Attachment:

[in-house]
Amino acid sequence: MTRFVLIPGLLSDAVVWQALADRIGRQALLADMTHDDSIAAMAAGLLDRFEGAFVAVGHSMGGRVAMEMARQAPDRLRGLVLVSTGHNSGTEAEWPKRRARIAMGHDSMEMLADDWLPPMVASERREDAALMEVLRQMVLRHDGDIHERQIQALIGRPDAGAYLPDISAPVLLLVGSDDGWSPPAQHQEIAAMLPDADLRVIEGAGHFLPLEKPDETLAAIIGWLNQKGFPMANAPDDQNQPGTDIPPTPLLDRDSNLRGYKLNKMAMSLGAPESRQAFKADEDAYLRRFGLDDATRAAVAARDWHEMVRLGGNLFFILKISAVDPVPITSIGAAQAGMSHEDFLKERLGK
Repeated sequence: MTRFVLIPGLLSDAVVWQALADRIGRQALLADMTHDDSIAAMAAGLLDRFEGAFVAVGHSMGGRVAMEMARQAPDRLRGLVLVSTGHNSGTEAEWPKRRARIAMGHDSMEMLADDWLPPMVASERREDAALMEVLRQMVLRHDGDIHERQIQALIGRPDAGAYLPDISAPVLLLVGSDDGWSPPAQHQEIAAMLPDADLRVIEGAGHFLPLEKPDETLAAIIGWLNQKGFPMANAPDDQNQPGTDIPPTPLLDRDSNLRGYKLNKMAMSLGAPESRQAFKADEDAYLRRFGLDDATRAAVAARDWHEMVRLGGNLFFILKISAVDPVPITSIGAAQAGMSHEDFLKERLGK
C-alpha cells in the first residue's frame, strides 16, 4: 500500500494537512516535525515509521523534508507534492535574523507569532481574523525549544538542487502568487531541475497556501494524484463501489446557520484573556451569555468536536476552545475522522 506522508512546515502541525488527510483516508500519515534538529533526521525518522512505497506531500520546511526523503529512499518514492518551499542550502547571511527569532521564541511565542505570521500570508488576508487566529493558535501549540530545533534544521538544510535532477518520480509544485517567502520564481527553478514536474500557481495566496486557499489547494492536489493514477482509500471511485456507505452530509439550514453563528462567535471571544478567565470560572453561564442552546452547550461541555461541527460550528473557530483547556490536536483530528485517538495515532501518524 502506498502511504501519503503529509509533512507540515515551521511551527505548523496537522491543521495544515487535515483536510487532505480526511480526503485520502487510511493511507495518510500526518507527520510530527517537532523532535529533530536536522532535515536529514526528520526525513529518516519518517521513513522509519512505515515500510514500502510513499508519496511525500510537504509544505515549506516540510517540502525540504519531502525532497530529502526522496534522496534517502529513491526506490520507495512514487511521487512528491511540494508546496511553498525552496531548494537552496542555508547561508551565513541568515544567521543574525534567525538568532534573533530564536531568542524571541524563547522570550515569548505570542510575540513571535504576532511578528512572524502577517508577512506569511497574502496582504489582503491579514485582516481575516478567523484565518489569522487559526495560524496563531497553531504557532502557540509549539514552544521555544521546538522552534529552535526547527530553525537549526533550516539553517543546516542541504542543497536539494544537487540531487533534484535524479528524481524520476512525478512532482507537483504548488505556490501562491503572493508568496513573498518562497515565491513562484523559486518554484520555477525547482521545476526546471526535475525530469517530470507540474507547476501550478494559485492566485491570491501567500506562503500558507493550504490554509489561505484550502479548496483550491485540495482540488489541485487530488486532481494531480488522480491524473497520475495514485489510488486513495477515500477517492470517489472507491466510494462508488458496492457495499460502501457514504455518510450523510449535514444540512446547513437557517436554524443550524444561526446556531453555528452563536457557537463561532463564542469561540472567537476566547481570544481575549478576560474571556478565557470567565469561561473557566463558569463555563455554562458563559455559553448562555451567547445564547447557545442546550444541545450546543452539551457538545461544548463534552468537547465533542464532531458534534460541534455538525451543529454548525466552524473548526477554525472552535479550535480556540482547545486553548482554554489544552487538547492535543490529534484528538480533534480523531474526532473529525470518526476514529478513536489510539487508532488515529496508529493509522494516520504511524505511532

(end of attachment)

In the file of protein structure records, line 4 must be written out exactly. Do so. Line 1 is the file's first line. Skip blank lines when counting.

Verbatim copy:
C-alpha cells in the first residue's frame, strides 16, 4: 500500500494537512516535525515509521523534508507534492535574523507569532481574523525549544538542487502568487531541475497556501494524484463501489446557520484573556451569555468536536476552545475522522 506522508512546515502541525488527510483516508500519515534538529533526521525518522512505497506531500520546511526523503529512499518514492518551499542550502547571511527569532521564541511565542505570521500570508488576508487566529493558535501549540530545533534544521538544510535532477518520480509544485517567502520564481527553478514536474500557481495566496486557499489547494492536489493514477482509500471511485456507505452530509439550514453563528462567535471571544478567565470560572453561564442552546452547550461541555461541527460550528473557530483547556490536536483530528485517538495515532501518524 502506498502511504501519503503529509509533512507540515515551521511551527505548523496537522491543521495544515487535515483536510487532505480526511480526503485520502487510511493511507495518510500526518507527520510530527517537532523532535529533530536536522532535515536529514526528520526525513529518516519518517521513513522509519512505515515500510514500502510513499508519496511525500510537504509544505515549506516540510517540502525540504519531502525532497530529502526522496534522496534517502529513491526506490520507495512514487511521487512528491511540494508546496511553498525552496531548494537552496542555508547561508551565513541568515544567521543574525534567525538568532534573533530564536531568542524571541524563547522570550515569548505570542510575540513571535504576532511578528512572524502577517508577512506569511497574502496582504489582503491579514485582516481575516478567523484565518489569522487559526495560524496563531497553531504557532502557540509549539514552544521555544521546538522552534529552535526547527530553525537549526533550516539553517543546516542541504542543497536539494544537487540531487533534484535524479528524481524520476512525478512532482507537483504548488505556490501562491503572493508568496513573498518562497515565491513562484523559486518554484520555477525547482521545476526546471526535475525530469517530470507540474507547476501550478494559485492566485491570491501567500506562503500558507493550504490554509489561505484550502479548496483550491485540495482540488489541485487530488486532481494531480488522480491524473497520475495514485489510488486513495477515500477517492470517489472507491466510494462508488458496492457495499460502501457514504455518510450523510449535514444540512446547513437557517436554524443550524444561526446556531453555528452563536457557537463561532463564542469561540472567537476566547481570544481575549478576560474571556478565557470567565469561561473557566463558569463555563455554562458563559455559553448562555451567547445564547447557545442546550444541545450546543452539551457538545461544548463534552468537547465533542464532531458534534460541534455538525451543529454548525466552524473548526477554525472552535479550535480556540482547545486553548482554554489544552487538547492535543490529534484528538480533534480523531474526532473529525470518526476514529478513536489510539487508532488515529496508529493509522494516520504511524505511532